The view from here - Colombia - Call for peace as teachers face threats on their lives

13th January 2012 at 00:00

On 20 June last year, Alejandro Jose Penata Lopez disappeared after leaving the school where he worked in the region of Cordoba in northern Colombia. His body was found in a nearby village. He had been tortured and then hanged with barbed wire.

It is a shocking case, but Penata Lopez was the 20th teacher to be murdered in the Cordoba region in under three years and the fourth of seven to lose their lives in 2011. A month after his death, a local school of more than 1,000 children suspended classes when its 44 teachers fled their homes. The teachers had received an ultimatum: they had one week to each pay 15 million pesos (approximately #163;5,000) to a paramilitary group operating in the area. If they did not, they had to leave the area or they would be killed.

According to the Cordoba teachers' association, Ademacor, 107 teachers have reported receiving threats from the armed groups and criminal gangs that plague the region. The union says many teachers have abandoned their jobs, leaving nearly 4,000 children facing the prospect of being unable to finish the school year. Others have continued to teach classes but under police protection.

Jorge Bruno Barrios, secretary general of Ademacor, said: "Teaching in Cordoba, we are living in a state of anxiety where we are scared to go to work."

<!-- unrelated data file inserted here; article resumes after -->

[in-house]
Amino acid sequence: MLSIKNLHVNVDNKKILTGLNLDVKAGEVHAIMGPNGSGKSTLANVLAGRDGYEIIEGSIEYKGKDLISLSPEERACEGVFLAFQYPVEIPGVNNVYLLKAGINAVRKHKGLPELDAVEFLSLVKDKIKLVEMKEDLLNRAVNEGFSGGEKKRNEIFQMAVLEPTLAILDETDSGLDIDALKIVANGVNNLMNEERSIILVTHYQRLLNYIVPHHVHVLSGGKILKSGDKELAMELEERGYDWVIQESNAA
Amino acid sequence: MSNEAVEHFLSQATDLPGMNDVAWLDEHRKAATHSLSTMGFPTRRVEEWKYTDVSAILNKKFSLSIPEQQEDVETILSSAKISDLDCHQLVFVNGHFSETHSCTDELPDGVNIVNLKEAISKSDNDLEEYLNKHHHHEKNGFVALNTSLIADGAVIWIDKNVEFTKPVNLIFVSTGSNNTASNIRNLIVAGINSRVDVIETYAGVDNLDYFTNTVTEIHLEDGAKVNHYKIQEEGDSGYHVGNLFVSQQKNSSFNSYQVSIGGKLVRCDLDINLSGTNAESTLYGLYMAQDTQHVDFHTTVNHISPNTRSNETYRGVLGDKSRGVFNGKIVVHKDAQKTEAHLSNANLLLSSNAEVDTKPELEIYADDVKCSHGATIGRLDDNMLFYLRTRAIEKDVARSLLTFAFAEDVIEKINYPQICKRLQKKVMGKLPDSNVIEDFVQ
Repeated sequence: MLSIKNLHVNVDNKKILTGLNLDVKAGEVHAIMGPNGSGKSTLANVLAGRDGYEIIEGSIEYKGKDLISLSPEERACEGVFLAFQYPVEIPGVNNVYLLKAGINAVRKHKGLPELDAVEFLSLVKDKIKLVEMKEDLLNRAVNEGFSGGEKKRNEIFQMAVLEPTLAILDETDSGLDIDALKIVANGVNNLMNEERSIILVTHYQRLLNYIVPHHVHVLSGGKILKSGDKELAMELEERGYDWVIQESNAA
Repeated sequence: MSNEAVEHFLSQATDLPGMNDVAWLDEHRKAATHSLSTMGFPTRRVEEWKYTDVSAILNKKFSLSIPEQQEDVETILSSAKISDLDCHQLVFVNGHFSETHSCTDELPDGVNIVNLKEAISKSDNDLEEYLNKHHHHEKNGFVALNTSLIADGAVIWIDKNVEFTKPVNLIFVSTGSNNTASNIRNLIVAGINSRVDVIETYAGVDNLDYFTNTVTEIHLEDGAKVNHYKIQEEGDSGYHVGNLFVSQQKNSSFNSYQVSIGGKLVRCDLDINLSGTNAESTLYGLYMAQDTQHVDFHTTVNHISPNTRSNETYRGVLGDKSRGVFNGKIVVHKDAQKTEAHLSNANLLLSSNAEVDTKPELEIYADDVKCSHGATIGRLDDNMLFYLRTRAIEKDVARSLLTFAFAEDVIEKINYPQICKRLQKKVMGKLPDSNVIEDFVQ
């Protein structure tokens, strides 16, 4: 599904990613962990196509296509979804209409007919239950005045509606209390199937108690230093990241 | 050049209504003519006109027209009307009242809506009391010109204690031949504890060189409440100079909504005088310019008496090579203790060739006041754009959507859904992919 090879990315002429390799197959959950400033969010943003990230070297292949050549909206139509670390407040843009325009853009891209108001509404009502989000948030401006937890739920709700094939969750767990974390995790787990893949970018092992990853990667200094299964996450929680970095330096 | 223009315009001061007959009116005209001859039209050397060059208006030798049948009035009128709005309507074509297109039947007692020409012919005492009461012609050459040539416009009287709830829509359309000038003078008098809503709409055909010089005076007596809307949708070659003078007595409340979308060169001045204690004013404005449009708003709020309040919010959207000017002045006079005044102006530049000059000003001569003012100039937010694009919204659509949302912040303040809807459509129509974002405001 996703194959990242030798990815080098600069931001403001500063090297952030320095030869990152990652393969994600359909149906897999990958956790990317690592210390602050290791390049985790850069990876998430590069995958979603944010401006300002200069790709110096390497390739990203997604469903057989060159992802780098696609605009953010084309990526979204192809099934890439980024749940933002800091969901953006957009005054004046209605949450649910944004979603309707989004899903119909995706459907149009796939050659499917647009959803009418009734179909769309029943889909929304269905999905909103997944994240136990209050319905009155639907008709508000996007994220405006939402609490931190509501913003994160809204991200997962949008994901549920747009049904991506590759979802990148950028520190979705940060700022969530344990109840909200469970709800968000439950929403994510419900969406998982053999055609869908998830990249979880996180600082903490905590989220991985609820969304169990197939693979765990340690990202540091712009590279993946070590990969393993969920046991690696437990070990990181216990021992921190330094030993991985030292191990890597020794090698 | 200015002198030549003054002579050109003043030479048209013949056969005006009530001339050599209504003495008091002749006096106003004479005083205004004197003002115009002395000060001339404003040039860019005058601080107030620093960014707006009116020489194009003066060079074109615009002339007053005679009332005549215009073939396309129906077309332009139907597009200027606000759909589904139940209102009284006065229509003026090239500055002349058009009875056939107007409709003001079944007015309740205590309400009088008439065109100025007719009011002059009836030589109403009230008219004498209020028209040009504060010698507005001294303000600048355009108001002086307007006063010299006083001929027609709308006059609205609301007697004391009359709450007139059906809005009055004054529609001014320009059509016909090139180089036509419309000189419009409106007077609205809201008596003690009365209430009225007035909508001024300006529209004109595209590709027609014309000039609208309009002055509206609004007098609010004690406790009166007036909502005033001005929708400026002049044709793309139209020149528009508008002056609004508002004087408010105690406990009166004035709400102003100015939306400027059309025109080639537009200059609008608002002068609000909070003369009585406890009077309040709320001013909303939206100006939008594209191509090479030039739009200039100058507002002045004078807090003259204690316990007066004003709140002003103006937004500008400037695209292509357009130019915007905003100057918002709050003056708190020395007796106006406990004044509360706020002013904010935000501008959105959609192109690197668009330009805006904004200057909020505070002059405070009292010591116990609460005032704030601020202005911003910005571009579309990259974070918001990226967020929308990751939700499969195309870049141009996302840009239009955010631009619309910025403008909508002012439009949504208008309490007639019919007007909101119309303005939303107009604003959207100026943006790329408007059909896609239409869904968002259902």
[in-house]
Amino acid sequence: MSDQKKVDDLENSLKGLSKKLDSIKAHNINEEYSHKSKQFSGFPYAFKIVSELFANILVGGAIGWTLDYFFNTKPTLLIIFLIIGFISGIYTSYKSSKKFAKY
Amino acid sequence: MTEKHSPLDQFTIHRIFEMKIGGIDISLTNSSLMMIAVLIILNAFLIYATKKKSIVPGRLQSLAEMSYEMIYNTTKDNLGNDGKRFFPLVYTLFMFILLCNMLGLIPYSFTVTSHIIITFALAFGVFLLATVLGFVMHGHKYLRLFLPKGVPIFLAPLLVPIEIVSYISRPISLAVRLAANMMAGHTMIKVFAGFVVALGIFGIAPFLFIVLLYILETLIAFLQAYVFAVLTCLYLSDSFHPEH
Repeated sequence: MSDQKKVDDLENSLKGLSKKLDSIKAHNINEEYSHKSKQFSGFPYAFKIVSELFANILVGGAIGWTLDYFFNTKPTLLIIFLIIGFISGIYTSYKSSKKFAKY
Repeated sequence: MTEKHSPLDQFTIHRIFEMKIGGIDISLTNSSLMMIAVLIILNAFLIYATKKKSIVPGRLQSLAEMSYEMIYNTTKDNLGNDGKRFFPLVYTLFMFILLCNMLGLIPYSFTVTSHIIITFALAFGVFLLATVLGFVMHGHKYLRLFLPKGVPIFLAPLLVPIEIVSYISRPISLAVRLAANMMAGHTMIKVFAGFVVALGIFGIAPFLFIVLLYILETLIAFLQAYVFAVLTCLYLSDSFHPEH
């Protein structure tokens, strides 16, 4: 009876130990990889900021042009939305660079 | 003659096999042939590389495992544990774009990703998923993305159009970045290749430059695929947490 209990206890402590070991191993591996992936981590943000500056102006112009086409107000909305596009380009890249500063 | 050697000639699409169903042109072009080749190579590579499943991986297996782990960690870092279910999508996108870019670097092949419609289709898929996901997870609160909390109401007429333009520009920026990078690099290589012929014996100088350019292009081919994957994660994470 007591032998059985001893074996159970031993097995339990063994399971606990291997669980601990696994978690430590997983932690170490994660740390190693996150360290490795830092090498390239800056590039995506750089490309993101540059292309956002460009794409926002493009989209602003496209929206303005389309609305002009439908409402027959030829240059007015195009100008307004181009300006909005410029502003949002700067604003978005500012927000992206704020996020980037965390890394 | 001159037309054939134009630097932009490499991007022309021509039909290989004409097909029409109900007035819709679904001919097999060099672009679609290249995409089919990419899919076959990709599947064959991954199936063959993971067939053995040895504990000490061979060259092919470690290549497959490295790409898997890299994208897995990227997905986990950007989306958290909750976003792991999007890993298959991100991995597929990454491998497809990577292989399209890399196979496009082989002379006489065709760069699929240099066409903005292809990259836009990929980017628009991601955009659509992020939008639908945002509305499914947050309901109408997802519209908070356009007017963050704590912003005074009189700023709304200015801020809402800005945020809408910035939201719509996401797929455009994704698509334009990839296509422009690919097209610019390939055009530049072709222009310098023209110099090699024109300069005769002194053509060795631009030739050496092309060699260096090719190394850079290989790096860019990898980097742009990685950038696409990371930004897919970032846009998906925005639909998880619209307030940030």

Neo-paramilitary organisations and criminal gangs are competing to fill the vacuum left by the demobilisation of the United Self-Defence Forces of Colombia (AUC), the drug-trafficking right-wing paramilitary group that for years terrorised teachers it accused of collaboration with Colombia's leftist guerrilla insurgencies. Colombia's main guerrilla groups, FARC and ELN, also operate in the area.

In the AUC era, paramilitaries targeted teachers who showed the slightest sign of dissent: community organising, speaking out on social issues or belonging to a union. While teachers are often still targeted for their union activities, many more are the victims of plain extortion.

The perpetrators are almost never caught. According to Mr Barrios, "(Cordoba) is a department where people are murdered, killed and extorted every day and what you see is that impunity reigns."

The situation has become so desperate that Ademacor is calling for schools to be designated "Peace Territories", free of all armed groups, legal or illegal. "We want guarantees that everyone in Cordoba, from whichever illegal group or the authorities, respects educational institutions," said Mr Barrios.

Teachers in the area have staged strikes to draw attention to the danger they face and Ademacor has helped to organise marches for peace that have brought together more than 10,000 teachers, students and workers.

"What we are looking for is to bring the best teaching possible," said Mr Barrios. "Not from a base of fear and intimidation, but from a base of democracy (and) plurality, towards a transformation of society that results in social peace."

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